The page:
Polly Denison started her career as a paralegal at the Arizona Department of Health Services.
After moving back to Iowa, she worked at the Johnson County Attorney’s Office and a Cedar Rapids law firm. Since 2013, she has worked as an insurance consultant.
Born in Iowa City and graduating from the University of Iowa, Polly knows the importance of volunteerism, hard work, and community. She is dedicated to working with fellow Benton and Iowa County citizens, and learning the issues that are most important to you.
Polly’s primary concerns are education, conservation, renewable energy, and ensuring that all Benton and Iowa county citizens have a voice in their state government.
It’s Time the People Came First. Join Polly Denison for Iowa District 75.
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POLLY ON THE ISSUES
What are the three biggest issues facing the state? How would you address them?
It is clear that the Medicaid privatization is not working for Iowans. I would actively work with legislators to overturn the Governor’s unilateral decision to turn over the health care of our neediest citizens to profiteers who put the bottom line over those citizens.
Not only do we need to fund K-12 programs appropriately, we need to complete budget approval and appropriation within the time limits set by Iowa law. It appears that legislators are more focused on helping big businesses than students. Failing to appropriately fund education may starve Iowa’s schools and force choices that will negatively affect students including over-crowded classrooms, consolidation of rural schools, and loss of programs for at-risk students.
Plain and simple, Iowa needs to raise the minimum wage. It is simply not possible to live on $7.25 per hour. People working 40 hour weeks earn just $15,080 per year. After Social Security and taxes are withheld, the minimum wage earner brings home just $11,310 per year or 942.50 per month. At that point, the basics of life are unaffordable. The basics are shelter and food. It is not acceptable for hard working people who work 40+ hours per week to live below the poverty line.
Iowa’s minimum wage has now fallen behind 29 other states and the District of Columbia. Nebraska and Minnesota have $9.00/hour minimum wages. South Dakota and Illinois have minimum wages above $8.00/hour. I would like to see the minimum wage raised incrementally to $15.00 per hour.
There is no reason for the tax payers in Iowa to supplement the corporate profits of retailers, manufacturers, and chain restaurants that refuse to pay their employees livable wages.
What do you consider as budget priorities?
Education will always be first and foremost in my mind. There is no bigger obligation of the State than to education its children and citizens. I will support legislation to set minimum increases in the education budget.
Water Quality/Soil Health affects all of us. Iowa’s farmers are doing their best to feed the world. In my conversations with local farmers, they are already implementing on-farm conservation practices to improve soil and water quality. They are also very willing to learn and implement additional practices to insure that their families and children can continue to farm healthy soil for many generations to come. We must as a State make sure that we continue to support farmers with research and development of conservation practices.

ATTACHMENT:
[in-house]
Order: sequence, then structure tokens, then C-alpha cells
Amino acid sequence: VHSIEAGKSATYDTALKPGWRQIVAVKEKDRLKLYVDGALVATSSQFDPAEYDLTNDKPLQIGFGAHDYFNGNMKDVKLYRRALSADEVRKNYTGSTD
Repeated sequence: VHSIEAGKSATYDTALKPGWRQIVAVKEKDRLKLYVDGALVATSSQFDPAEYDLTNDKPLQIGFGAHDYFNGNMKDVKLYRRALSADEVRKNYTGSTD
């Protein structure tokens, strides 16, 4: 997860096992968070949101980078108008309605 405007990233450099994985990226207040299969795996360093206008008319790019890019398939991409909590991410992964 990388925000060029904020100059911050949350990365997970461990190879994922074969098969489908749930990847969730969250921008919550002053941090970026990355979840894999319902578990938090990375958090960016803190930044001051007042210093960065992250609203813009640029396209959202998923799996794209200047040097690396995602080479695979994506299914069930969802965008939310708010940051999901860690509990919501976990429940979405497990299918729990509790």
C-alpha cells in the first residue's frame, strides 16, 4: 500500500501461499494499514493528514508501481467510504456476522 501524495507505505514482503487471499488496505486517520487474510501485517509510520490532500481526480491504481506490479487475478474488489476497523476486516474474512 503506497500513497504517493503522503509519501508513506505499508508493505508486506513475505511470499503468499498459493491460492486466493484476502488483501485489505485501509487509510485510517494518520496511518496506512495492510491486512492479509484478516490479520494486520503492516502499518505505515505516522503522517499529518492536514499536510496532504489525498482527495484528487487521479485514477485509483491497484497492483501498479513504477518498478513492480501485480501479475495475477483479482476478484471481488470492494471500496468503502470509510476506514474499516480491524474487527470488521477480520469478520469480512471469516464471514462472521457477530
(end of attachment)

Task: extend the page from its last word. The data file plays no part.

Medicaid Privatization has been a disaster. Governor Branstad’s unilateral decision to transfer Medicaid management to national, for-profit companies has left 560,000 Iowans without access to critical health care. Claims are being denied and health care providers are not being paid for approved treatments. There is little to no legislative oversight. Iowans are suffering. While I would like to return Medicaid management to the Iowa Department of Human Services, the very least action we can take is to secure legislative oversight of the managed care organization to be sure that Iowan’s care and treatment takes precedence over profits.
Renewable Energy, Biofuels, Wind and Solar Energy Development is imperative to the continued growth of Iowa’s economy and the safety of our nation as a whole. Iowa needs to move swiftly because of competition for businesses looking to invest in the industry. Legislation to provide renewable chemical manufacturing tax credits was approved by the House last session, but failed to pass the Senate.
What new funding streams could be developed to increase state revenues?
Have changes or exemptions to tax codes gone too far?
In 2015 alone, the State of Iowa lost $260 million dollars in potential revenue. This same $260 million would fund education, water quality initiatives, and infrastructure projects. Many of these same corporations receiving property tax credits pay their employees minimum wages. The State of Iowa cannot afford supplement corporate profits when those Corporations do not pay Iowans livable wages.
We need to look to discretionary tax exemptions and consider whether they are incentives or rewards.
When it comes to medical marijuana, do you support expanding current legislation beyond cannabidiol to benefit others? Why or why not?
Not only are there significant medical treatments regarding cannabidiol, there are multiple studies from accredited medical and educational institutions demonstrating that marijuana is not as harmful to our bodies and minds as several legalized substances.
Mail: 7170 21st Ave, Van Horne, IA 52346